Sinner

Sinner (The Wolves of Mercy Falls #3.5) by Maggie Stiefvater

4.5 Sinner stars

“I came back for you, Isabel.”

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Sinner is the follow up to Maggie Stiefvater’s Wolves of Mercy Falls trilogy, and in order to understand this book completely, you must read those three amazing books first.

After the events of Forever, Isabel has moved from Minnesota to Los Angeles with her mother, moved in with her cousin and is pursuing a career in medicine. Cole, the haunted musician turned werewolf, has followed her back to the city that played a part in his downfall. Both Isabel and Cole are trying to move on from their past and become better versions of themselves, but are they standing in their own way?

“Did it matter if you changed if no one believed it?”

This book was eloquently written and pretty much everything I wanted in a follow up book about my favorite characters. In this book Isabel is still trying to recover from the death of her brother and the destruction of her family. Isabel is constantly hiding behind her anger and harsh words, but she’s only doing this to hide the fact that she feels too much. Isabel also fears that she’ll fall in love with Cole again, and that when she did, he would break her.

“I had been taken apart and put back together again, and this version of me was unbreakable.”

Cole finds himself reverting back into the life of a rockstar, starring in a unique new reality show and recording a new album. In place of drugs, Cole has used transforming into the wolf as a way to stop feeling, heroine for werewolfism. Isabel is the only person who understands Cole for who he really is. Cole doesn’t need to hide behind his persona when he’s around her, he can be his true self. Their connection comes from the fact that they both see each other for who they really are, and not what other people see them as.

“Why did you come back?”
“I came back because I had to. Because there was nothing wrong in the world except that I was getting older in it.”

Cole swears to Isabel that he came to LA just for her, but Isabel is not a fan of seeing Cole fall back into his old life. For Cole, coming back to LA means facing his demons, and the city can either help him move on, or it could take away the last part of his soul.

“I knew just how it felt when your worst fear was that you would be yourself.”

Los Angeles is a huge theme in this book, signifying rebirth and redemption for both of the main characters. I had fun reading this, being a resident of the greater Los Angeles area, because I could tell that the author either did her research, or has spent a lot of time in Los Angeles and has a key appreciation of it. Los Angeles was not glorified, and it was not criticized, it just was in this book.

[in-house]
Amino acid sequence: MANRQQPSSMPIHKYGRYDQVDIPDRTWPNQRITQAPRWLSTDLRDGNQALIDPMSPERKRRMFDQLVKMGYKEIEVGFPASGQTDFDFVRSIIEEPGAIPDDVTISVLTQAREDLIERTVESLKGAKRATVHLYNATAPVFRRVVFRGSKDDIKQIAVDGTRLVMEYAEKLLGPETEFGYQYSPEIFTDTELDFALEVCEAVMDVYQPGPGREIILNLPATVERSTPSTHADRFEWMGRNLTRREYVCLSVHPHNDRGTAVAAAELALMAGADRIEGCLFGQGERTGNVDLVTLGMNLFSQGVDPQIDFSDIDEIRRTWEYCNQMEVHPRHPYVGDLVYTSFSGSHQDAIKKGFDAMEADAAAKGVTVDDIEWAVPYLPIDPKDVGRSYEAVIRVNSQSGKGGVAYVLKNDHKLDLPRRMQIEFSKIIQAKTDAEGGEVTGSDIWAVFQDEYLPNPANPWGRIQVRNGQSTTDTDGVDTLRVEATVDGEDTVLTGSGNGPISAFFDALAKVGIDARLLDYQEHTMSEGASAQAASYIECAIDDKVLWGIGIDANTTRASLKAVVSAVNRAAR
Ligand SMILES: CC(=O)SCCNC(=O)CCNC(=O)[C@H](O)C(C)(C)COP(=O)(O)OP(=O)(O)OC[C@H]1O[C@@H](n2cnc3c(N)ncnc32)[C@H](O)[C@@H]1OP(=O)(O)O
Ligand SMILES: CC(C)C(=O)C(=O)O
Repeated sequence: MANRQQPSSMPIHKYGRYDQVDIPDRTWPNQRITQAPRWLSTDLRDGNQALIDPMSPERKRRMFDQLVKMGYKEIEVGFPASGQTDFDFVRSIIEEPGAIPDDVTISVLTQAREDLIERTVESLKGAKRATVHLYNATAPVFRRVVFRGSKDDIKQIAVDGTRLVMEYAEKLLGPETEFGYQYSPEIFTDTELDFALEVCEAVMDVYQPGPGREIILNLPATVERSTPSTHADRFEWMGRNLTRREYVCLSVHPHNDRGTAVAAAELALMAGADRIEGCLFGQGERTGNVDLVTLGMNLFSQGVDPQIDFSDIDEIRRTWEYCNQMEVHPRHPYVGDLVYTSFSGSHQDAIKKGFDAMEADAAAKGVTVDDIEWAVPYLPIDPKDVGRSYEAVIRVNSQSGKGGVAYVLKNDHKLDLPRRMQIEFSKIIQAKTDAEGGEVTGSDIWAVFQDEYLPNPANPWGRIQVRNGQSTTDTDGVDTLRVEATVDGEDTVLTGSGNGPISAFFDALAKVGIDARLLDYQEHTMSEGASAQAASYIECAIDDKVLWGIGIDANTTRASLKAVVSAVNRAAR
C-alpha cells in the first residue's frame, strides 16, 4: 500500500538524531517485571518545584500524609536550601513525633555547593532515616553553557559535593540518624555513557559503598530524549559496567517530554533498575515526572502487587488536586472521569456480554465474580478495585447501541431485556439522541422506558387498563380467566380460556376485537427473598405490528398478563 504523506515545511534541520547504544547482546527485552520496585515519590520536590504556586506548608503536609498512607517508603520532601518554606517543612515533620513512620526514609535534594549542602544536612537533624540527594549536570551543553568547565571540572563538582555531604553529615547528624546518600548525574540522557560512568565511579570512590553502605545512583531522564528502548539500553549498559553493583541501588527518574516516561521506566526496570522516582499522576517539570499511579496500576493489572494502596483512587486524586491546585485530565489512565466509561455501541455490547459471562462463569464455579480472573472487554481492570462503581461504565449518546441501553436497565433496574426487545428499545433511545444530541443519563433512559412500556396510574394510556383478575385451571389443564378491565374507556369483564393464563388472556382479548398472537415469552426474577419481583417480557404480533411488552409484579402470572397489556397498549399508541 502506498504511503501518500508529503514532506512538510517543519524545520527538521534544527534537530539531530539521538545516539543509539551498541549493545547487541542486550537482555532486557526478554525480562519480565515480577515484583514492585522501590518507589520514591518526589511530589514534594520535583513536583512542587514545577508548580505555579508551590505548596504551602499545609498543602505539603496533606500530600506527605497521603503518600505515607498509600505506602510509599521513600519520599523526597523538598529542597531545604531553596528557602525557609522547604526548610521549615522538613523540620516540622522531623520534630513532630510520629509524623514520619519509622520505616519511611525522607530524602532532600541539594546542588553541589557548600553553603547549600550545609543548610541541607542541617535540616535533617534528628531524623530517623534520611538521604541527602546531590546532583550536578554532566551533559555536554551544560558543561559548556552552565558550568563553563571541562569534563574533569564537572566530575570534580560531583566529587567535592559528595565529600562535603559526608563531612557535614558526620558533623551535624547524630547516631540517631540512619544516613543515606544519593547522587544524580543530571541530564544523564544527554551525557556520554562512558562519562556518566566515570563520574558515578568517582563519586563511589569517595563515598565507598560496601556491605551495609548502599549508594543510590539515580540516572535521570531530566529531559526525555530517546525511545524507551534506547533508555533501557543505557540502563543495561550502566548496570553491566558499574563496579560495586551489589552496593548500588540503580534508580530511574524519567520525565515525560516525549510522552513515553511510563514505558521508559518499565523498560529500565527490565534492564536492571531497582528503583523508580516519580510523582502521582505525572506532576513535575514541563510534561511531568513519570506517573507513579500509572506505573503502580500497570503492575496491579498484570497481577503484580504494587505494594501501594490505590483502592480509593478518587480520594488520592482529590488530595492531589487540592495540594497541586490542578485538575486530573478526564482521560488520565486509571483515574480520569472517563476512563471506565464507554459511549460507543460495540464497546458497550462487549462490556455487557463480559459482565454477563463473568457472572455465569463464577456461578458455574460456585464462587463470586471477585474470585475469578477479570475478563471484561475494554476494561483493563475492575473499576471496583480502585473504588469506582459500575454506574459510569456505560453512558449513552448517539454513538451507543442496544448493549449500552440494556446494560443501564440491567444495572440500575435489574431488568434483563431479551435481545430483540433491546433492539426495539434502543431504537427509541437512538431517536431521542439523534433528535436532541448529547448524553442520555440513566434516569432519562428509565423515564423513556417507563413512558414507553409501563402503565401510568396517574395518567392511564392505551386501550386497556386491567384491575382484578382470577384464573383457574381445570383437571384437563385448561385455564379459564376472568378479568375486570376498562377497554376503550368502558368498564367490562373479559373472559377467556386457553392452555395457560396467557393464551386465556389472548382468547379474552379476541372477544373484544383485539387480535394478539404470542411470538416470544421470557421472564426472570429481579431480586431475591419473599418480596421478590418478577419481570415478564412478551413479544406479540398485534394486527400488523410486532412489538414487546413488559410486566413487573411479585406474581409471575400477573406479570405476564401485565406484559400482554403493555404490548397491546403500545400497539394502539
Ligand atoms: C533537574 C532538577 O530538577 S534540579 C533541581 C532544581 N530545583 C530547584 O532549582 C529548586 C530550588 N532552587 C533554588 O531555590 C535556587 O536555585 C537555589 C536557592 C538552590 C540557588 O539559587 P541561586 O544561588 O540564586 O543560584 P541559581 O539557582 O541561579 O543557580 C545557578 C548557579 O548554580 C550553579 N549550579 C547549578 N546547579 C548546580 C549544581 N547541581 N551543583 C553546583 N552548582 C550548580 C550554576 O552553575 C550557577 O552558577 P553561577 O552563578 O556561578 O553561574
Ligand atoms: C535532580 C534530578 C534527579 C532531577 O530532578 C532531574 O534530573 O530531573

The romantic plot was actually the majority of this book. It’s been a while since I read the trilogy before it, but I didn’t remember that much of a focus on romance. Not that I minded, as I said Cole and Isabel are my favorite, so it was a nice change to see Cole just got for it and to try and get Isabel. His determination and devotion to her showed how much he had really changed from his past life.

“Tell me you’ll see me tomorrow.”
“I’ll see you tomorrow.”
“Tell me you’ll see me the next day. And the day after that. And the day after that.”

I felt that the werewolf plot was no longer a priority in this book, at least not as much as it was in the other books. For Sam and Grace, the werewolf issue was about not being able to escape their circumstances. For Cole, it’s his escape from his human self. For Isabel, the wolf is a reminder of everything she’s lost and everything she hasn’t been able to move past. In fiction, a werewolf is never just a wolf, it’s always a metaphor that reflects the character’s true selves.

Overall, I am so freaking glad that Maggie wrote this book and gave the readers an ending they could cherish. Sinner is a wonderful story of redemption and love, and how we need to move past what we once were to become who we really are.

My casting:

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